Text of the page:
April 15, 2012

Jeremiah Burroughs (c.1600–1646) on God Begging

This Westminster divine wrote:
Sixth encouragement may be, He sends his Ambassadors to woo you to come in, and tells them they shall not take a denial at your hands, 2 Cor. 5. 20. They entreat and beg as in his Name, nay it is the beseechings and entreatings of God himself, as if a King should send one of the Attendants on him to a poor condemned Prisoner, and say, Go tell such a one that he must come for his pardon, and tell him, I beseech him, and take no denial of him, I beseech him to come in; would not this manifest the great willingness of the King to pardon; God does so, he sends his Ministers and beseeches you to come in and take a pardon; 'tis as certain God speaks thus by his Ministers, as if you heard God speaking by himself, this should move you to come in, Christ begs and entreats you to be reconciled, that his blood might not be shed in vain: seeing it is so, that God begs of thee to come in, why shouldest not thou come in, and take pardon of thy sin, Why cans't not thou come in and give up thy self and all thou hast and are to him?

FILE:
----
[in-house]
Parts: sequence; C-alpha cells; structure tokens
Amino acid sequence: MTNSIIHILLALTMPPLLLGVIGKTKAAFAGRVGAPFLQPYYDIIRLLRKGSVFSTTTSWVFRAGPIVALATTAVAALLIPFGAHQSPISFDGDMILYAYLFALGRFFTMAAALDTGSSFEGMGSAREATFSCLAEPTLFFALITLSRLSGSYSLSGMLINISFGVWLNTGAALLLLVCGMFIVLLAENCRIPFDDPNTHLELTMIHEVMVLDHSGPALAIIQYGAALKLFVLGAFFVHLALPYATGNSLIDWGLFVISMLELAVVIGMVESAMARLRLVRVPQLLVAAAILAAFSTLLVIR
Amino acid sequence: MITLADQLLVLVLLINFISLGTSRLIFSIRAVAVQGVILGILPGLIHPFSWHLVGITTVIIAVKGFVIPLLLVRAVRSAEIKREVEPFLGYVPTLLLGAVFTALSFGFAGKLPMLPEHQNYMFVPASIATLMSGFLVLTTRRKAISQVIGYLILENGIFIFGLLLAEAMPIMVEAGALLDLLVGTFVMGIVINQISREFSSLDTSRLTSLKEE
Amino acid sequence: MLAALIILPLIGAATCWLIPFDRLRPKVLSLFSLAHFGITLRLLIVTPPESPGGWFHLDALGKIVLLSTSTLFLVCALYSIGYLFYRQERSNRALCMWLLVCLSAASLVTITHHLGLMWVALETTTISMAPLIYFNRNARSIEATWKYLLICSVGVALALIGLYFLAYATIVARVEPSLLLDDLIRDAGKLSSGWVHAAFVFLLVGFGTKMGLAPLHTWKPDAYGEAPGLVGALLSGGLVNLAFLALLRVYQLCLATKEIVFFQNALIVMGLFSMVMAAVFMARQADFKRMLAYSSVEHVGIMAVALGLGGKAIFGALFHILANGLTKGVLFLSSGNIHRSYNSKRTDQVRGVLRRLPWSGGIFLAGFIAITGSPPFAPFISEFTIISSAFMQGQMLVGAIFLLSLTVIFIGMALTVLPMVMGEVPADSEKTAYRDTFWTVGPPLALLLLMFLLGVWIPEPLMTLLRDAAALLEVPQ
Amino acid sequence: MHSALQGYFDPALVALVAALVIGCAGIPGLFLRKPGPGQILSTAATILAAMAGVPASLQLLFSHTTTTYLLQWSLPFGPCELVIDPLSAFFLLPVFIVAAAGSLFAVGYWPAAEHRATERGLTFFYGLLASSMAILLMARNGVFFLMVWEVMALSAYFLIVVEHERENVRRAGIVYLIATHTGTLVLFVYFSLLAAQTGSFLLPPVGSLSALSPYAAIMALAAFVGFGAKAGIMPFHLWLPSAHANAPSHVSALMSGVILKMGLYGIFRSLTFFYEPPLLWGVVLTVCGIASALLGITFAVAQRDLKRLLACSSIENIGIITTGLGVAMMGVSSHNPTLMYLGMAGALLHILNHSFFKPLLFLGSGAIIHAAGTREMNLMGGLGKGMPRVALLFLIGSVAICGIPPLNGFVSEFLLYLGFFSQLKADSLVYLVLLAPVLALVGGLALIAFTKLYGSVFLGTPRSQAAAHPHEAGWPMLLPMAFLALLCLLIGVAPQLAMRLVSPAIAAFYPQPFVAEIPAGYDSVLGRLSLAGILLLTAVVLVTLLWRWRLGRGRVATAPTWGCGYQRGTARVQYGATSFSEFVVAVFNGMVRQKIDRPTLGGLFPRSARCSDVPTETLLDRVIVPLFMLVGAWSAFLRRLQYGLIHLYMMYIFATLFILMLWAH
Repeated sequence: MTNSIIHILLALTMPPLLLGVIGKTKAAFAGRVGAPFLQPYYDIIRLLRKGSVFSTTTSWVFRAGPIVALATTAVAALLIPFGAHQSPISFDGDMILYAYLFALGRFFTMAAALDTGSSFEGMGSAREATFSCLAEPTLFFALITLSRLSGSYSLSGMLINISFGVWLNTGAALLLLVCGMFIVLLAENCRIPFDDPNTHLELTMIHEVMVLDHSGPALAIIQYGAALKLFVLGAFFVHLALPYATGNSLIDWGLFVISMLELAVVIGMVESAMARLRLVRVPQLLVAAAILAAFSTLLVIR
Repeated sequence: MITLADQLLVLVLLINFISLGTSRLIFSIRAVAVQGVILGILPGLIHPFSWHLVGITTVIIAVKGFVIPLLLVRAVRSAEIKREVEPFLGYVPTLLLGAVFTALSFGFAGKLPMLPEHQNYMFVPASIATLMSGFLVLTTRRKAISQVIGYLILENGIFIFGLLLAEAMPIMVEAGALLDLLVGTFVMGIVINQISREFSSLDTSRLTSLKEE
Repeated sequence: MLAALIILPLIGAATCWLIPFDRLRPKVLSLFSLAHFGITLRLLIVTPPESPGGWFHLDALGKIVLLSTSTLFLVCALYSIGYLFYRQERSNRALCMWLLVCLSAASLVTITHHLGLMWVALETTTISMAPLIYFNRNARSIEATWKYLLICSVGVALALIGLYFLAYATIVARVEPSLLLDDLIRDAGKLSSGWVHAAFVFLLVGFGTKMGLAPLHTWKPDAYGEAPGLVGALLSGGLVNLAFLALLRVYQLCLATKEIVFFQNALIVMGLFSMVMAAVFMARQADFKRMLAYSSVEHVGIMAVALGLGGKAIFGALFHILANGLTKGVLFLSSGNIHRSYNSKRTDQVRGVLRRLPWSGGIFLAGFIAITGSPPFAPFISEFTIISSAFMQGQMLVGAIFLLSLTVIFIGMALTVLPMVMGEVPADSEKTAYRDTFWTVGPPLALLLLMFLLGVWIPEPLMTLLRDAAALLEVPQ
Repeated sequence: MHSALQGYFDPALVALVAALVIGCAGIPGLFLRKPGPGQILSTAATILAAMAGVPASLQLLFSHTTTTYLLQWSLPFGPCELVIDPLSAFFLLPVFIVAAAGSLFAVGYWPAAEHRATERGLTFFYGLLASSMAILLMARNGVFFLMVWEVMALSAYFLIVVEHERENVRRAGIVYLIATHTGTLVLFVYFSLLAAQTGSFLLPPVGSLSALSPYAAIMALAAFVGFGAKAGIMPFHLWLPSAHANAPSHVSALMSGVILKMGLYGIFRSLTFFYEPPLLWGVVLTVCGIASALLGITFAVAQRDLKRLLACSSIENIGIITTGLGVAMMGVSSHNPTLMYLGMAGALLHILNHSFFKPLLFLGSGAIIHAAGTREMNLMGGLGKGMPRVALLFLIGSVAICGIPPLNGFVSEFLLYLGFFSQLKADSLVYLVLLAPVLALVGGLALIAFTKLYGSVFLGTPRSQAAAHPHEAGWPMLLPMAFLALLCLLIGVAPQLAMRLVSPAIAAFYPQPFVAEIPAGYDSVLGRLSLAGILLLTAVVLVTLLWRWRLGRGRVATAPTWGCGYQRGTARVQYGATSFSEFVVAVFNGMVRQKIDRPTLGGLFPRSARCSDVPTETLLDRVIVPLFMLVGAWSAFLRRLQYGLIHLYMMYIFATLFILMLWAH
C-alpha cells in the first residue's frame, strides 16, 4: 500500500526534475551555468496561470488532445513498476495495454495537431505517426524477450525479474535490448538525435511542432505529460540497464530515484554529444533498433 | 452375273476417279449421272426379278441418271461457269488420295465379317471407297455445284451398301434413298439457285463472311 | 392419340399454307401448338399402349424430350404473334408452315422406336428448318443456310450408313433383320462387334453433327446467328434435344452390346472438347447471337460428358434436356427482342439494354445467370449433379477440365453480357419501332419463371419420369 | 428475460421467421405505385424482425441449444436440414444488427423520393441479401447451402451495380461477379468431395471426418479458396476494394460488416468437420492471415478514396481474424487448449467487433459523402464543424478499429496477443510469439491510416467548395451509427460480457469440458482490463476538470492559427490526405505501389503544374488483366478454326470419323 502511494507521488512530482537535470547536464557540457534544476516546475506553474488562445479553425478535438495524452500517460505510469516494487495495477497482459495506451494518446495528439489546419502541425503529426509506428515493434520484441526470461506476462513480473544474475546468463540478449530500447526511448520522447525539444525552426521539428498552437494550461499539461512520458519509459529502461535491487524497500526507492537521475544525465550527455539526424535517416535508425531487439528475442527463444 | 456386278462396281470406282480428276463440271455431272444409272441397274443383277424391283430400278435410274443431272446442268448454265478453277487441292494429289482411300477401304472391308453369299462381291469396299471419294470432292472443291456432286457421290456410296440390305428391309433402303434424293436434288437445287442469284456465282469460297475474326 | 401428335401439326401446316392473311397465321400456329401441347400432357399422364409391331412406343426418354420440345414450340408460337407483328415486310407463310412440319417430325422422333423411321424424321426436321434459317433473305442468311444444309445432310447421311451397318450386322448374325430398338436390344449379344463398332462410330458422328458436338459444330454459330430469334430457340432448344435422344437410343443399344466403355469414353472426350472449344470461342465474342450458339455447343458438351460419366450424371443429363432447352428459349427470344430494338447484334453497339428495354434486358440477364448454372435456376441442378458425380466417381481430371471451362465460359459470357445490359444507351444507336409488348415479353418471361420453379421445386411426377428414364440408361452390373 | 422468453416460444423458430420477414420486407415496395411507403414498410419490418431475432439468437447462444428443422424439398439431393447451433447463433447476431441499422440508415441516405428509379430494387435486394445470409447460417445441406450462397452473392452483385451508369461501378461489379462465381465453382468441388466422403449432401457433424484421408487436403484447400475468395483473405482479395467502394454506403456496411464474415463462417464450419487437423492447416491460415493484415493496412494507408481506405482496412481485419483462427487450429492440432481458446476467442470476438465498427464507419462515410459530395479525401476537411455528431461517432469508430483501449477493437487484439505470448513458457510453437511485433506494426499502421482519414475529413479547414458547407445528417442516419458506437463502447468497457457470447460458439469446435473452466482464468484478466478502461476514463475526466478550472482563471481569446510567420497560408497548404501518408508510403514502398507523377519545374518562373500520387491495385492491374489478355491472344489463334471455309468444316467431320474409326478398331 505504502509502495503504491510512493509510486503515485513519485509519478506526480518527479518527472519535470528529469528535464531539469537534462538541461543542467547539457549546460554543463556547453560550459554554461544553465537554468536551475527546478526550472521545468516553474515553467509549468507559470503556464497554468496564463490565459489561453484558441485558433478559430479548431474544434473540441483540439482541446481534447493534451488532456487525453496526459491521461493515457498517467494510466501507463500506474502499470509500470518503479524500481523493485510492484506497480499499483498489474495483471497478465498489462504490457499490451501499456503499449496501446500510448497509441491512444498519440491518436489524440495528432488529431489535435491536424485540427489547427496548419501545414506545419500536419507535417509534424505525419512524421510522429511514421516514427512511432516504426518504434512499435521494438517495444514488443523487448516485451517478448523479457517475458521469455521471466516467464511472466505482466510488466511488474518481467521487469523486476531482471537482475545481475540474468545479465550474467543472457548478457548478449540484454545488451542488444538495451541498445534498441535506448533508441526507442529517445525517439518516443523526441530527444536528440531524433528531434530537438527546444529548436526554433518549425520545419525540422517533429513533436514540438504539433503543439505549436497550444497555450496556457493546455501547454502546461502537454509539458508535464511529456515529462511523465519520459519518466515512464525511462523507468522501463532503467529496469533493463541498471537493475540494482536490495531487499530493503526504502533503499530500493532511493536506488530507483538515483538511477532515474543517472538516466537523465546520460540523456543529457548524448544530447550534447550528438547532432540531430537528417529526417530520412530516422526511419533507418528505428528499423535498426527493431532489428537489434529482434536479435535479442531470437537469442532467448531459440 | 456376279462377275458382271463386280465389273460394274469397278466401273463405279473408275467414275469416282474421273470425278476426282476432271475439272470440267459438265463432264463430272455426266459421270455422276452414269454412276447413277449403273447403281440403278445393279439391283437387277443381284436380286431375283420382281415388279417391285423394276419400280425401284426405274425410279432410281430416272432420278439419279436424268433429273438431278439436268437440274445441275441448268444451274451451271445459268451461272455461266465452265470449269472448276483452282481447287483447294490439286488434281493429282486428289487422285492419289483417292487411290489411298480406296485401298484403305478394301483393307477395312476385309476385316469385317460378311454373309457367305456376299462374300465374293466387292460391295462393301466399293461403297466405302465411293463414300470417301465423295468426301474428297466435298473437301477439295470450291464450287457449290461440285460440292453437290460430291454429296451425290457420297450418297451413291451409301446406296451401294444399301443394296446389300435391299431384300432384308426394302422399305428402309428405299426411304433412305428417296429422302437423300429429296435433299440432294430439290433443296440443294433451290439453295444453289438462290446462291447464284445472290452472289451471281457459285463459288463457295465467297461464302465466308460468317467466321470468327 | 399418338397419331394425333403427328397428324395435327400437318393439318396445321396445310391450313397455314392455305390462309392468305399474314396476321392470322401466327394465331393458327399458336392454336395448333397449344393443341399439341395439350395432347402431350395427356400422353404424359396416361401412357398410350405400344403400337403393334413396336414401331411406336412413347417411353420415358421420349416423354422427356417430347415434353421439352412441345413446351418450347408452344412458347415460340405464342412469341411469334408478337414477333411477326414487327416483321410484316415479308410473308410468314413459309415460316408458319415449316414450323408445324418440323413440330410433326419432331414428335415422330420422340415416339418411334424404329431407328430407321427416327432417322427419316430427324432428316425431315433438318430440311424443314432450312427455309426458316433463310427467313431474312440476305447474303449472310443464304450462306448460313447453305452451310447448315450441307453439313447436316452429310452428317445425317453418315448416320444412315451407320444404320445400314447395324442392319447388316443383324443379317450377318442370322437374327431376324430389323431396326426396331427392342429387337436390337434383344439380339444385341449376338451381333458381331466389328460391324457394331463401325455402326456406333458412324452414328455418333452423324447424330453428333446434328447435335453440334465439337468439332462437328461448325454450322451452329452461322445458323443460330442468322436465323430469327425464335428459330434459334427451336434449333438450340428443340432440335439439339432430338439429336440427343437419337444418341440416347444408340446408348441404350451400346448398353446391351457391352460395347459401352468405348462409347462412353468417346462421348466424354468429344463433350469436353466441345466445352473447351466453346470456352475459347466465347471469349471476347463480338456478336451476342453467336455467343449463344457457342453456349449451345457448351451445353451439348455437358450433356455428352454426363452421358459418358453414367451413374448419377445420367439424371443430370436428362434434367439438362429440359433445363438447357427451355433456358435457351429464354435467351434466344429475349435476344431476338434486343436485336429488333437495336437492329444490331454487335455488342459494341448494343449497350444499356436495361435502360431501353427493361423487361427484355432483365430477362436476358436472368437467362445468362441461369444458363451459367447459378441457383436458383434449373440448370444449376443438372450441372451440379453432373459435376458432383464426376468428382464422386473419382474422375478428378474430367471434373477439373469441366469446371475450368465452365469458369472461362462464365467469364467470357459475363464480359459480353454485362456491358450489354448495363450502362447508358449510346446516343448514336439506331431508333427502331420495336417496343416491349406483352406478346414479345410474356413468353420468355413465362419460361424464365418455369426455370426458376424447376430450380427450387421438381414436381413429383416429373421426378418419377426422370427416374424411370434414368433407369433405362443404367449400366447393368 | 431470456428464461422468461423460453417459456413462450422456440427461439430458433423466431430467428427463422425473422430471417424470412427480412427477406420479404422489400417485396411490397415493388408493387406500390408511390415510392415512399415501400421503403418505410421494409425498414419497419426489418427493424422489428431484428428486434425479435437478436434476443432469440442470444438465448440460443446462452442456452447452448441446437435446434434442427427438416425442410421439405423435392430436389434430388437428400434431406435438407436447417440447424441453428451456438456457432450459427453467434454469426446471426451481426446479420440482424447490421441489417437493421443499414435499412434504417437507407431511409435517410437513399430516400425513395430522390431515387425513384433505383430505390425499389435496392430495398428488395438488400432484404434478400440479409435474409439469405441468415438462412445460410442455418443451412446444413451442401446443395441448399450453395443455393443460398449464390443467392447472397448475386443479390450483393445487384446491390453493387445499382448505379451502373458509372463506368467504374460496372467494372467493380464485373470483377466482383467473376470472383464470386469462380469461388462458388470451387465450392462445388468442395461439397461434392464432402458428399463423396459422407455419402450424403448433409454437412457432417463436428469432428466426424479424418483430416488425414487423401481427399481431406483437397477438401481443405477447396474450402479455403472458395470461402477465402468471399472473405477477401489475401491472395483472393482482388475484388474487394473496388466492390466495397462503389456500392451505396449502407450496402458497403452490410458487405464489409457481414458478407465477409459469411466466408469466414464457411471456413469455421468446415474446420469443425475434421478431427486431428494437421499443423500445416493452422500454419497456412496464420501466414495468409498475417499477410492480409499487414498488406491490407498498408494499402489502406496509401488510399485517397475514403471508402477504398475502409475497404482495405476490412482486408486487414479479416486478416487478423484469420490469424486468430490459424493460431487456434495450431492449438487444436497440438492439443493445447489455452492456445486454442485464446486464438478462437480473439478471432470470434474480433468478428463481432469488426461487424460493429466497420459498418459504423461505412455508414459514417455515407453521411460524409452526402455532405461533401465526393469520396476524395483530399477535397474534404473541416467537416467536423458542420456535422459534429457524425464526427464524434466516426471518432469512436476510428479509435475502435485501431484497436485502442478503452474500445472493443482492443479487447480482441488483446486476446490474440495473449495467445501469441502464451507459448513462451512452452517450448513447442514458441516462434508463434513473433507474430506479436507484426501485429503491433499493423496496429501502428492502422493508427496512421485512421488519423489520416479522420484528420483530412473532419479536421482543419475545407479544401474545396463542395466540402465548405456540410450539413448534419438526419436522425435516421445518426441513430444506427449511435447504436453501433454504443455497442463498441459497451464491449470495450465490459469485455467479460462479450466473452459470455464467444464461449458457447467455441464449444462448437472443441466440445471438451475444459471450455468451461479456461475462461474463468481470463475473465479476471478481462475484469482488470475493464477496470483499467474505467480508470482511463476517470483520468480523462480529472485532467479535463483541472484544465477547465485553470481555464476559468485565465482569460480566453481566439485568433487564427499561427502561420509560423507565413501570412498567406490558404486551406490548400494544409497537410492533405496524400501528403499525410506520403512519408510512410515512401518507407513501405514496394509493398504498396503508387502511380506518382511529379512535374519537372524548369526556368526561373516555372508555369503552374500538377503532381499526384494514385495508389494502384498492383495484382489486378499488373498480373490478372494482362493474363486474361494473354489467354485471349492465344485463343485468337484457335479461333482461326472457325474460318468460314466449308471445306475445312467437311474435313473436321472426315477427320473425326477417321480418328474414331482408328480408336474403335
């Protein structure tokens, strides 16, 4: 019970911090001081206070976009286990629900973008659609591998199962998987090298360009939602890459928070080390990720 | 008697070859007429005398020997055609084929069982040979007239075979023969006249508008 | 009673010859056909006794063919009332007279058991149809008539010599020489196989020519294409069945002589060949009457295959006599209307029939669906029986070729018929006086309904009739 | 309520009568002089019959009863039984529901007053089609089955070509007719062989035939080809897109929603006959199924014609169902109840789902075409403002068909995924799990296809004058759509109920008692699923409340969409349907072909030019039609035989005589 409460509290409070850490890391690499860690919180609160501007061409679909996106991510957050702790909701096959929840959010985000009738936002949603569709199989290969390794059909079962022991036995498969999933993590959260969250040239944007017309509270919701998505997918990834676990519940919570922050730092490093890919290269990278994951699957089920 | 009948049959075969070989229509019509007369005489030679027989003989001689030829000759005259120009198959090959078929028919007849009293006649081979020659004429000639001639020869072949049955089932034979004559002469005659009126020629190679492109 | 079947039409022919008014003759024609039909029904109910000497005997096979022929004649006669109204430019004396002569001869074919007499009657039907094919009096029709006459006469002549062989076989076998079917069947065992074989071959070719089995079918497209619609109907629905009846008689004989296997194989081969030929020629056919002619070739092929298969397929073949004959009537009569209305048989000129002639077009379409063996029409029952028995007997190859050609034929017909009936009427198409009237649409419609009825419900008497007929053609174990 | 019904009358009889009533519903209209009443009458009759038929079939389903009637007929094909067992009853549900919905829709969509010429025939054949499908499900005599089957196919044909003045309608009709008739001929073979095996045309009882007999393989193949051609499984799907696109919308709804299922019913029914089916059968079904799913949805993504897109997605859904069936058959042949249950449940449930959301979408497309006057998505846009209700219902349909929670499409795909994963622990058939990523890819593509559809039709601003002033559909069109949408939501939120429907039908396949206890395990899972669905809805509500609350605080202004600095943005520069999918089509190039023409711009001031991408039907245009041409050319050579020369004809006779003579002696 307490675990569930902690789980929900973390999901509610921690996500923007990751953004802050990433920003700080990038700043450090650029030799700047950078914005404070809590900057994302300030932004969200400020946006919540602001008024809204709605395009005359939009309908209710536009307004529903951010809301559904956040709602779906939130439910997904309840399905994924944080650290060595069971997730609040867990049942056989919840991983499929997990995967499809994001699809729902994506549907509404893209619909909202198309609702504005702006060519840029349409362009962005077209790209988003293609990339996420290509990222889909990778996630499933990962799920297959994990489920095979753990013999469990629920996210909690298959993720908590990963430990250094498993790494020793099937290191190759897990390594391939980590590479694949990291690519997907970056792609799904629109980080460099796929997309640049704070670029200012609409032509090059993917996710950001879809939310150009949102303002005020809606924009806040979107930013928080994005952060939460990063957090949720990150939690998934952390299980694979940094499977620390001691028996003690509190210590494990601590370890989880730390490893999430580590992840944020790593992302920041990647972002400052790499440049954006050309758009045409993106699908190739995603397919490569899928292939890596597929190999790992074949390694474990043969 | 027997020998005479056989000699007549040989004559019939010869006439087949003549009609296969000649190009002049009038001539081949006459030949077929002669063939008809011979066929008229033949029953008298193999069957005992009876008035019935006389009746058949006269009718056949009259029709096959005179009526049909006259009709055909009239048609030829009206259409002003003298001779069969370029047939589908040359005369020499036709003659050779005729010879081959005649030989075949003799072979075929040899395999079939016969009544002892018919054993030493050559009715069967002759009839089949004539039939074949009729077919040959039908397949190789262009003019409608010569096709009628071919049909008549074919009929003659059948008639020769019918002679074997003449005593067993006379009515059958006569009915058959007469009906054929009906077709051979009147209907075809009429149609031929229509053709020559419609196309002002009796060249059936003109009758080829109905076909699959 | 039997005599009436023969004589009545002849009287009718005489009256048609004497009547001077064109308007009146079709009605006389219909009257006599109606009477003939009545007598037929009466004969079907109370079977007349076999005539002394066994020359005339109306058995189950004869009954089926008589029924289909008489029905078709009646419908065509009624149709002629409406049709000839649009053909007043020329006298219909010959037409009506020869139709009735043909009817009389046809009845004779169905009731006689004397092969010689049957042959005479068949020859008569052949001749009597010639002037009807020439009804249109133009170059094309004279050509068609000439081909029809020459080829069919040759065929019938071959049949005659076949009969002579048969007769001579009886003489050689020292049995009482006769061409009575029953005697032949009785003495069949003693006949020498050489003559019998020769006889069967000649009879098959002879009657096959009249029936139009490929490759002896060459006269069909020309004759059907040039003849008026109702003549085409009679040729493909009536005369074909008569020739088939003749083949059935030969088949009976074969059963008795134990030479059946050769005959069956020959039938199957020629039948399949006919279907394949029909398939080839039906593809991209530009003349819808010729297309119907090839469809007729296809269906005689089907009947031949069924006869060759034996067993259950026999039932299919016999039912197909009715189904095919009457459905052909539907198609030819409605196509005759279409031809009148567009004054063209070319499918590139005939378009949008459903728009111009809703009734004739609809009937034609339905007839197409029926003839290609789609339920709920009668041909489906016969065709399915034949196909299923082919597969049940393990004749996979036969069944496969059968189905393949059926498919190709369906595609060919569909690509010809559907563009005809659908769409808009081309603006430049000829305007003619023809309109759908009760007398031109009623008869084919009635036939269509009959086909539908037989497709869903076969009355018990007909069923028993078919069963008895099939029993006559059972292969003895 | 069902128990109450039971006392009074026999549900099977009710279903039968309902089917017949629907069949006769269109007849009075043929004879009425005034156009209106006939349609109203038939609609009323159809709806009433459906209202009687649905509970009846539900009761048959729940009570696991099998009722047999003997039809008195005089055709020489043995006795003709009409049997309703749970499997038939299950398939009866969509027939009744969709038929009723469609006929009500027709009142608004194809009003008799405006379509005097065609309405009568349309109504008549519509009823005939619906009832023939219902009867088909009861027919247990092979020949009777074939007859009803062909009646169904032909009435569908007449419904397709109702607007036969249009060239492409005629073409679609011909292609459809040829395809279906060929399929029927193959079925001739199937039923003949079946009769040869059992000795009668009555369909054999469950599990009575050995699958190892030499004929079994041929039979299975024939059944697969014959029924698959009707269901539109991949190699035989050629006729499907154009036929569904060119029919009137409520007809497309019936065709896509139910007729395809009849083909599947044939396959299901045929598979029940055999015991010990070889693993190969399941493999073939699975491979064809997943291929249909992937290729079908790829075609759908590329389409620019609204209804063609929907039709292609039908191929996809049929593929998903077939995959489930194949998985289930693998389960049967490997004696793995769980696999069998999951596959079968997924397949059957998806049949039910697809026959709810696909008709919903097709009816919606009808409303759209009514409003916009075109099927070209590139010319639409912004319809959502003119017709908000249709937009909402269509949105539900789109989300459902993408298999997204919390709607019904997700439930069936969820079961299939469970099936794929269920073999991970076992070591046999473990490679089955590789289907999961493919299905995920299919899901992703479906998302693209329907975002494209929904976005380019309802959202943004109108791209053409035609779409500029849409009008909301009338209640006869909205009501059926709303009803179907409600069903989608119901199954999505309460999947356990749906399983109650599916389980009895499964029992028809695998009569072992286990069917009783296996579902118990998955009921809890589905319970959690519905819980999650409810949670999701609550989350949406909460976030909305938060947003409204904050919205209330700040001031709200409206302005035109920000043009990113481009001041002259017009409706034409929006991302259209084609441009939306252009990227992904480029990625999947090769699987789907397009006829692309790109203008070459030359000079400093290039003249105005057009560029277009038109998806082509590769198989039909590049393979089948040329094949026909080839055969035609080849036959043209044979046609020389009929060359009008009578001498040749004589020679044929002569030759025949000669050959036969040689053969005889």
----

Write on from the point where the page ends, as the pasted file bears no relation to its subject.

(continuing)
Jeremiah Burroughs, Gospel Remission, Or a Treatise shewing that True Blessedness Consists in Parton of Sin (London: Printed for Dor. Newman, and are to be sold at his Shop at the Kings Arms in the Poultry, 1674), 216-217. [Some of the spelling has been updated]


Burroughs is one among many sovereign grace advocates that I have documented who have used this begging metaphor. The other names include Augustine, Hugh Latimer, Samuel Rutherford [Westminster divine], Thomas Manton, John Trapp, Sydrach Simpson [Westminster divine], Robert Harris [Westminster divine], Theophilus Gale, Isaac Ambrose, Stephen Charnock, John Flavel, Richard Sibbes, John Shower, William Gurnall, George Swinnock, Ralph Venning, Daniel Burgess, Samuel Willard, George Whitefield, Jonathan Edwards, Solomon Stoddard, Samuel Davies, Andrew Gray, Ralph Erskine, Charles Spurgeon, Thomas Chalmers, Walter Chantry, Erroll Hulse and John MacArthur.

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